Children Photography Quick Tip: Don’t Focus On Your Subject
You know they say that you must have the eyes focused on a portrait shot? You know how they also say all rules were meant to be broken? I’m about to combine the two.
It is a play of DOF (Depth Of Field), it is quite simple and it works great with kids. In every photography session, you can consider making one of two photographs where you are not focusing on your subject, but on something that corresponds with it. It works great with kids, as they usually have a favorite toy, clothing or theme that you can relate to.
Here is what you need to make it work:
You will need a fast lens for this, for two reasons. Firstly, you’ll want the creamy smooth bokeh that comes with fast lenses.
Secondly, and the shallow depth of field that fast lenses can provide. The faster the lens is, the shorter distance you will need to separate the “cookie” from the child. This is important when you deal with smaller kids who have shorter arms.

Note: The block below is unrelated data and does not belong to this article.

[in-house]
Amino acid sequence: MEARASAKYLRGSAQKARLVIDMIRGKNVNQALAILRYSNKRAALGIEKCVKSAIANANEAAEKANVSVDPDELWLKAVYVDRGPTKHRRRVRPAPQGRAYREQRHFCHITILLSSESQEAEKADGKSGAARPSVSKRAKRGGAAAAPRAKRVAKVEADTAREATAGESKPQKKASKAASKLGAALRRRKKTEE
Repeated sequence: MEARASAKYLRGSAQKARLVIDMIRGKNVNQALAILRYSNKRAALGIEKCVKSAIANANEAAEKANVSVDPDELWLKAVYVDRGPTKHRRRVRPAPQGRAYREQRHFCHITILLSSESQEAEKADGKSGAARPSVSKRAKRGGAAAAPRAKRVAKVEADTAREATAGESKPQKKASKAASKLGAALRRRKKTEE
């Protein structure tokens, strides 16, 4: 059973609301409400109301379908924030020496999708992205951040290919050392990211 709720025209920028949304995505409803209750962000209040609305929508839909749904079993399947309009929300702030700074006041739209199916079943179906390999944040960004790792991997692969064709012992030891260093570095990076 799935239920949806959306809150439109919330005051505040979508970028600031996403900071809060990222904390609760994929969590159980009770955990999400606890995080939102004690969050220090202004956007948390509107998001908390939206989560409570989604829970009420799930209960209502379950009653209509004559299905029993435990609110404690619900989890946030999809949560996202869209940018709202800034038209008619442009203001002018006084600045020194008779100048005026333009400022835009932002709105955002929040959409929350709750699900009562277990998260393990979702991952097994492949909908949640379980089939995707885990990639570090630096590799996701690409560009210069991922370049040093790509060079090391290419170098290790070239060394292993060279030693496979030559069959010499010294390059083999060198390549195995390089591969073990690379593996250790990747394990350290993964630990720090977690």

So this would really rocks with an f/1.4 lens, still great with 1.8 Lens, marginal with f/4 and almost impossible with any slower lens. The image below was taken at f/2.8 and the Darth Vedar photograph at the beginning of the post was taken at f/1.8.
Ok, this is kinda obvious. I write it here just to remind that this will work great with adults too. (Think wedding ring on an engagement session, if you opt in for those kind of photographs). But for children this is almost always fun.
For children photography sessions this is kinda trivial as I always ask the parent to bring the child’s favorite toy. And even if they don’t I can pool something out of the prop box.
I like using something from the kid’s world and usually have a discussion about the toy and then ask him/her to show me how proud they are of the toy. Sometime they will push it forward as I’d like, and sometimes they push it up “weight lifting” style. If that is the case, I ask them to show it to the camera.
The two images uploaded on this post show food as object of interest, I wonder if this means anything.
It’s never too early to get one’s son addicted to StarWars and if cookies is what it takes, so be it.
Got any children photography tips? Sound off on the comments.
Udi Tirosh is an entrepreneur, photography inventor, journalist, educator, and writer based in Israel. With over 25 years of experience in the photo-video industry, Udi has built and sold several photography-related brands. Udi has a double degree in mass media communications and computer science.